The first court case gets filed
That protest eventually led to a court case being filed. That case was led by Oliver Hill and Spottswood Robinson, who were attorneys in the Richmond branch of the National Association for the Advancement of Colored People (NAACP). However, the attorneys took some convincing to take the job.
“When the students were on strike, Rev. Francis Griffin got Barbara Johns and one of her classmates, Carrie Stokes, in contact with those attorneys. They wrote a letter, pleading with them to take their case,” Townsend said. “The attorneys were not interested in Prince Edward County. They were actually trying to take a case out in Pulaski, west of here. But they needed to drive through Farmville to get to Pulaski anyway, so they were convinced to stop and hear “the students) out.”
One thousand people packed Farmville’s First Baptist Church for that meeting, which happened on May 3, 1951. Through the persuasion of Johns and Rev. Griffin, as well as the other community members who came out that day, the attorneys agreed to take the case.
That first case went to state courts and they lost.
“They knew they were going to lose because of the way in which things were articulated within the Virginia constitution and laws at the time,” Townsend said. “(But) they continue to appeal.”
The case eventually went to federal court and merged with a number of others out of South Carolina, Delaware, Washington D.C. and Topeka, Kansas. Those five cases combined to form Brown v. Board of Education, using the name of Oliver Brown, who was a plaintiff in the Kansas case.
A legacy re-discovered
Barbara Johns watched all of that play out from a different state, however. The protest she started and the court case that followed drew racist threats. Fearing for her safety, the Johns’ family decided she needed to move.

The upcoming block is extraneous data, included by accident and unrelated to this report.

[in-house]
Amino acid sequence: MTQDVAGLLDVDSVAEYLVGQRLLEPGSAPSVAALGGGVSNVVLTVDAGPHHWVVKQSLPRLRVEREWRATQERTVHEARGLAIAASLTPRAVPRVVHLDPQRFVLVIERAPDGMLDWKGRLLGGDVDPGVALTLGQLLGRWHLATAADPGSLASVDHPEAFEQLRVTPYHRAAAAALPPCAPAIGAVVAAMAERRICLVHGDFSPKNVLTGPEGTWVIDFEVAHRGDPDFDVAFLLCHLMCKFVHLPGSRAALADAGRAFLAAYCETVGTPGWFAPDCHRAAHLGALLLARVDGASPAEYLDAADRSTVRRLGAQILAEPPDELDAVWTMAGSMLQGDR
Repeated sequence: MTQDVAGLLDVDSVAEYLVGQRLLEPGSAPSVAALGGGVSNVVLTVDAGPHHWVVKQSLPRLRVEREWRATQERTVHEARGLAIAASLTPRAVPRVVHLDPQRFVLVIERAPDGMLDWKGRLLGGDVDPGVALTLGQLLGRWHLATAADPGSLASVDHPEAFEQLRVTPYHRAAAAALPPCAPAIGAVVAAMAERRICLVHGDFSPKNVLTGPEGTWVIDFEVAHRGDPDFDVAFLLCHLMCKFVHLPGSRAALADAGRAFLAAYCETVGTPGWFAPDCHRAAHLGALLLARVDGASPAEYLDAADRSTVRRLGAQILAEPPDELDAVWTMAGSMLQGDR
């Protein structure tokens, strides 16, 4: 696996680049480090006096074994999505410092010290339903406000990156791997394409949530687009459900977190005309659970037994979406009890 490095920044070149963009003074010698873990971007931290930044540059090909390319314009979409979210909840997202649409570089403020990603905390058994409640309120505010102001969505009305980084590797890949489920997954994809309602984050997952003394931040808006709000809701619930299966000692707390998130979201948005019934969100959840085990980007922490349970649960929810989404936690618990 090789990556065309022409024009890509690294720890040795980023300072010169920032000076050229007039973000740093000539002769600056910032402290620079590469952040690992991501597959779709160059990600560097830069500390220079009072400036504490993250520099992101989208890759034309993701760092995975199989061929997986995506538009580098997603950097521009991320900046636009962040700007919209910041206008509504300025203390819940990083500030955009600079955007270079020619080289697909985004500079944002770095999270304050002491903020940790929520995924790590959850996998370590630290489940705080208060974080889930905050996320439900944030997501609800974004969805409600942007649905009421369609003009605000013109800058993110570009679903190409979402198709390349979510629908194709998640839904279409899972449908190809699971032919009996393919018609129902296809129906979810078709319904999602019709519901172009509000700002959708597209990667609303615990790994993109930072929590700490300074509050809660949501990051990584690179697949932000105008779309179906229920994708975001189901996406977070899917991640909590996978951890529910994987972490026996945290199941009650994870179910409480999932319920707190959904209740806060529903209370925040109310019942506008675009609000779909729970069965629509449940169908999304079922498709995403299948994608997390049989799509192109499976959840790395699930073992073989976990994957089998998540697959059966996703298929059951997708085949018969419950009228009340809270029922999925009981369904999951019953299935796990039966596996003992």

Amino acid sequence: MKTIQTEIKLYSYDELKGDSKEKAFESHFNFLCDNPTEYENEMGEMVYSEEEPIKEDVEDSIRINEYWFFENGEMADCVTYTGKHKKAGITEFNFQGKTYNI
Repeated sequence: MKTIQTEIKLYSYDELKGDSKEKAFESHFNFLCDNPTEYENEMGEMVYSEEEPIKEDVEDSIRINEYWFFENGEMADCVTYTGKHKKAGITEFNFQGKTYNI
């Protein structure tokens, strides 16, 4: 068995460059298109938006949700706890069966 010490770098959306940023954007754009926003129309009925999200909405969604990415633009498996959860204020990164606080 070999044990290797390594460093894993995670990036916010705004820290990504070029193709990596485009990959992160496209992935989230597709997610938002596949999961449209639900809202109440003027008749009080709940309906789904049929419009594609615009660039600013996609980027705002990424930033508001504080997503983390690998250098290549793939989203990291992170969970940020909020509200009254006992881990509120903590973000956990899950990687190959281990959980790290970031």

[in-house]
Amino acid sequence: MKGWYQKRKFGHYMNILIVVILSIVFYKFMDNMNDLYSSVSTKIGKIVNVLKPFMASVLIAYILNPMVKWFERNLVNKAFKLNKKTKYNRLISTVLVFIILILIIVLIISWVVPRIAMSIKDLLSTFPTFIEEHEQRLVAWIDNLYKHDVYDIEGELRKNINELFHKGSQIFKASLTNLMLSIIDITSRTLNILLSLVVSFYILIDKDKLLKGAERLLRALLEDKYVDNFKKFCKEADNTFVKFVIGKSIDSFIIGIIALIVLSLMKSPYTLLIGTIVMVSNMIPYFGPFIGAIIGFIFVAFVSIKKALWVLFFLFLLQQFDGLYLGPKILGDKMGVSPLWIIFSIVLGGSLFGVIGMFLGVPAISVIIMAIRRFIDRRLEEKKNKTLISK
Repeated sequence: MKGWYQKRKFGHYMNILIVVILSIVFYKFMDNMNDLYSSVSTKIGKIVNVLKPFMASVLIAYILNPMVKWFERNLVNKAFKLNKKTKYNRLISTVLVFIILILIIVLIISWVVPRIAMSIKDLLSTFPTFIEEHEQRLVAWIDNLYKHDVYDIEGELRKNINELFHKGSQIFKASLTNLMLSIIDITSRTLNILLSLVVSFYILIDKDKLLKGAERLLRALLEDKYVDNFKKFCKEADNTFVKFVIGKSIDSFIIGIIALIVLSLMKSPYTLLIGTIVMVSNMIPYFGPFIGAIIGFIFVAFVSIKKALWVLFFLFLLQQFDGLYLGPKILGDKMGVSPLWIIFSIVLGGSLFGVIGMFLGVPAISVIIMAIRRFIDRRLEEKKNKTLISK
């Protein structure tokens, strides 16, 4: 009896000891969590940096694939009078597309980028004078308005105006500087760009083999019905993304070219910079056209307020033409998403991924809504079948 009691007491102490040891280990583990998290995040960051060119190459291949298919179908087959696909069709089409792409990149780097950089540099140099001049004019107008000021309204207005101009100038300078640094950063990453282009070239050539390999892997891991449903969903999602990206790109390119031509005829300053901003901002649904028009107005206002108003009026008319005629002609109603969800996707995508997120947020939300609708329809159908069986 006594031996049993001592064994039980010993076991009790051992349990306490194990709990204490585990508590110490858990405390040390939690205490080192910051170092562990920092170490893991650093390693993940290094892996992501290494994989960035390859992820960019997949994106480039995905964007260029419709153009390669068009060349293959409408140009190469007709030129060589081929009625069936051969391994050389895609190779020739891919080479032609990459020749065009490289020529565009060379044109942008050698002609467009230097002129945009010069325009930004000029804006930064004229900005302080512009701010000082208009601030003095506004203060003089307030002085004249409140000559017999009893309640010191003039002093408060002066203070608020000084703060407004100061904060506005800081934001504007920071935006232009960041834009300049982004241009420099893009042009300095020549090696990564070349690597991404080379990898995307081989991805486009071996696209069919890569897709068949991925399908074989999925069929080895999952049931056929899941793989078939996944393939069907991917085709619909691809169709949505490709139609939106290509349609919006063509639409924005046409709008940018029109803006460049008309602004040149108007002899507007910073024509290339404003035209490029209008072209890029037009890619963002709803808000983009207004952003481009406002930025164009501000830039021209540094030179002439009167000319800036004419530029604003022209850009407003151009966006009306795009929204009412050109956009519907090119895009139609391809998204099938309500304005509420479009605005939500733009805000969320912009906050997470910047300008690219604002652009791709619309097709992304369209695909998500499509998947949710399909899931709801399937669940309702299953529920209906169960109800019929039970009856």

“Barbara very much planted seeds in the garden that she really wanted to see grow,” Townsend said. “After the strike happened, Barbara received death threats. For her own safety her parents moved her away to live with her Uncle Vernon Johns in Montgomery, Alabama. So she very much didn’t get to see directly the fruits of her labor. The rest of the students and the rest of the community did continue to move it forward after that.”
After moving to Alabama, Johns earned a degree in library science from Drexel University. She later married William Powell, moving with him to Philadelphia and raising five children. She also became a librarian for the Philadelphia school system, a position she held until her death in 1991 from bone cancer.
This planned statue is the most recent addition to her legacy. In 2017, the Virginia attorney general’s offices were renamed in her honor. Her story was recently added to the Standards of Learning for 4th grade Virginia studies and 11th grade U.S. History. And in 2018, the General Assembly made April 23 Barbara Johns Day throughout the Commonwealth.
“It’s taken almost 70 years to catch up with one of the pioneers of a contemporary civil rights movement in a lot of ways,” Townsend said.
To learn about the proposal to name the Moton Museum as a World Heritage site, click here.